It looks like on this topic we’ll just have to agree to disagree 😉

            Liked by 1 person

            • Yeah, let’s agree to disagree. But just to be sure: I most definitely wish you best of luck. That’s because I also hope that in the next recession dividends will be cut only very mildly so they can sustain my retirement cash flow.

              Like

              • Thanks for a very interesting article, also surprised by the conclusion that even in the rising stock market the cash cushion is optimal and doesn’t produce a drag! I wanted to add to the discussion on dividend strategy as I also plan to fund majority of my passive income in ER from blue chip dividend growing stocks.

                First, I’ll try to address the hindsight bias. I found the earliest version of the Div Champions spreadsheet mentioned by ed69 is dated Dec 2007 which is perfect timing to see the impact of the Great Recession. So I looked at what happened to 139 stocks with >24 year streak of annual dividend growth on the Dec 2007 list over the next 9 years by comparing it to the Dec 2016 list. Here are the results:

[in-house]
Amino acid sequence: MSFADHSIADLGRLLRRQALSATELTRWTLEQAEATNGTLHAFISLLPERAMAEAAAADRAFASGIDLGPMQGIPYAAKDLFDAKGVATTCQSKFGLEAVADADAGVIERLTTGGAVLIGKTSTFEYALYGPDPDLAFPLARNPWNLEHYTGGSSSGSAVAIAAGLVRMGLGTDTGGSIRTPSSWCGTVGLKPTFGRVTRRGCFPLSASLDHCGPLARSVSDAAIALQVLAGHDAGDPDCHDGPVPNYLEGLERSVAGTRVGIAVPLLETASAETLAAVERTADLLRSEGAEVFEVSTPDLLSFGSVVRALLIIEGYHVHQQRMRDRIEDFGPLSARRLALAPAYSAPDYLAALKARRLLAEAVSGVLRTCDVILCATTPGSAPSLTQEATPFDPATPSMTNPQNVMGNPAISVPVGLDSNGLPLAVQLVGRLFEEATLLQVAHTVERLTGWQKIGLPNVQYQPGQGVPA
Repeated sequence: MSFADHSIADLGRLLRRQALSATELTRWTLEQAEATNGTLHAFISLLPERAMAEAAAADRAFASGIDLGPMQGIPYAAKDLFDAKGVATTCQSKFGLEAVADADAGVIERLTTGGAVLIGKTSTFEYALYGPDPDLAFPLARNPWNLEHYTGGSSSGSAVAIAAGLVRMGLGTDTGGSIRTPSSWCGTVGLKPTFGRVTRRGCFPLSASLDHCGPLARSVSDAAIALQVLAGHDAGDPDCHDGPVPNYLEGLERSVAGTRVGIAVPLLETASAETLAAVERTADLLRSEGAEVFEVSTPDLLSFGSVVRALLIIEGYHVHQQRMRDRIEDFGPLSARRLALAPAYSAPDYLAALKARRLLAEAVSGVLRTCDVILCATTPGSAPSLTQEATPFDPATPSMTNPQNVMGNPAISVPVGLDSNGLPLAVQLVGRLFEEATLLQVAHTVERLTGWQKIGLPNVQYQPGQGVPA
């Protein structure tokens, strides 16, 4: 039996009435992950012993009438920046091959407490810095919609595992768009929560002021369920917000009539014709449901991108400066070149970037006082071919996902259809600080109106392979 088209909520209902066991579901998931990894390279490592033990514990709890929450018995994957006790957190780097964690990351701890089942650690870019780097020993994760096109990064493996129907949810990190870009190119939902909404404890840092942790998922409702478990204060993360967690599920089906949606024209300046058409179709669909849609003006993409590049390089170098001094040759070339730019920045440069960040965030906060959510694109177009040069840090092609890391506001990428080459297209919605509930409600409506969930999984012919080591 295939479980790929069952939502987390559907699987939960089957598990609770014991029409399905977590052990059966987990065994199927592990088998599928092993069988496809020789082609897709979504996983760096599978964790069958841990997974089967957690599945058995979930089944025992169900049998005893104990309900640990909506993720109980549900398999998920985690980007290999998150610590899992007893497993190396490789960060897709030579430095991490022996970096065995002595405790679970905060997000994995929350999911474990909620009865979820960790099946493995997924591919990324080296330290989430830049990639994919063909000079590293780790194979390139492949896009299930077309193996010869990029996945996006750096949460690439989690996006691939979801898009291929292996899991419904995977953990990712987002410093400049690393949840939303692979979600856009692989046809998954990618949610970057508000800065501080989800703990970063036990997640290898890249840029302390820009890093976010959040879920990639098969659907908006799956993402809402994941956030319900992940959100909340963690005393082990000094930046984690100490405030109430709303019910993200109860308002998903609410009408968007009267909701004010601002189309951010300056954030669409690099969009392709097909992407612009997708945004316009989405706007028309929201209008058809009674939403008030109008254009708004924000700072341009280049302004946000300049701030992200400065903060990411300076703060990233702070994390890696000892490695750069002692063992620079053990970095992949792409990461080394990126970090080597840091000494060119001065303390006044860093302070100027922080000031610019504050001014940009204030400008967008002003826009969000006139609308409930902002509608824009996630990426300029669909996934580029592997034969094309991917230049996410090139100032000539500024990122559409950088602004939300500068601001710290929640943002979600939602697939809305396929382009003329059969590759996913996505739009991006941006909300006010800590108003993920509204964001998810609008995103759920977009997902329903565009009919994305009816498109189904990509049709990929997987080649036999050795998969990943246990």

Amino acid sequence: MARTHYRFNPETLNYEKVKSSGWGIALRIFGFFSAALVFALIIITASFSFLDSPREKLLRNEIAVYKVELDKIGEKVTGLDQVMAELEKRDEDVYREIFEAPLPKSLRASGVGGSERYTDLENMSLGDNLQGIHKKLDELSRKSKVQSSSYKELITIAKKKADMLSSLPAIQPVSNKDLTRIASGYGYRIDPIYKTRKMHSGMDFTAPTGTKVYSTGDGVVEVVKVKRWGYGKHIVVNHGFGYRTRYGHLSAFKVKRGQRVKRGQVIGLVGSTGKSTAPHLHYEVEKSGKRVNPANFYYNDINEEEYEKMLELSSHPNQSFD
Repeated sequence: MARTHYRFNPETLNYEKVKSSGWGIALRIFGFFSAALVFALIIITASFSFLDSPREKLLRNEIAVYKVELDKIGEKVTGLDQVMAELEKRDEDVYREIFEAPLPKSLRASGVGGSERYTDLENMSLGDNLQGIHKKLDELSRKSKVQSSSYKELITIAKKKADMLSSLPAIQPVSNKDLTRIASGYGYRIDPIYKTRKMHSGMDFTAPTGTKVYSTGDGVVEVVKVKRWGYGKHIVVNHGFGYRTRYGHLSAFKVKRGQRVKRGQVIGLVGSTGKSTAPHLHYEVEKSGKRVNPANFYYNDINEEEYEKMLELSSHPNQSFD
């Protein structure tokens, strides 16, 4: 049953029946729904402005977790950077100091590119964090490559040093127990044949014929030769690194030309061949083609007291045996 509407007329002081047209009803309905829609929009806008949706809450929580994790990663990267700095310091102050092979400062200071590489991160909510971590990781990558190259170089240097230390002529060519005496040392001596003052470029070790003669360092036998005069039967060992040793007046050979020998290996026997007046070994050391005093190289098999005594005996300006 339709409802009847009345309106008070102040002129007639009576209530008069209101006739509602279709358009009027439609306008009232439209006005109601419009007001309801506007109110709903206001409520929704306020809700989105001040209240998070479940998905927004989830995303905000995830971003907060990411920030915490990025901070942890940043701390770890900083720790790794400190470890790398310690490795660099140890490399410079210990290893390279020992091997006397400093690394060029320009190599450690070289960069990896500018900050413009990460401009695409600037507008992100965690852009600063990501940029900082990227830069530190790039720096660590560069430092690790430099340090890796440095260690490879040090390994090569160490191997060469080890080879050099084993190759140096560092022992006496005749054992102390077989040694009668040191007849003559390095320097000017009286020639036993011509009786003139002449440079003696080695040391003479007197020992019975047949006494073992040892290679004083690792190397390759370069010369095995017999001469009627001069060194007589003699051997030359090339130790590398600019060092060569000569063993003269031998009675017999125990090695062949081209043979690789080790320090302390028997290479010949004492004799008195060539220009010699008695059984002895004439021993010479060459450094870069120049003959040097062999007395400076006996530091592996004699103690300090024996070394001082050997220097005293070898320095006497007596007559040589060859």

– 37 stocks (27%) reduced/eliminated their dividend by -77% on average; 24 of them were in banking/insurance sectors (no surprise!)
                – All but 4 cuts happened in 2008/09 (again no surprise)
                – 19 of 37 stocks experienced cuts >90% of 2007 level
                – For completeness, additional 11 stocks had at least one year of no div growth and 12 stocks dropped off the list due to M&A (acquired by another co, etc). So the list of ‘champions’ shrank to 79 excluding any new companies being added during this timeframe as they achieved 25 years of growing dividends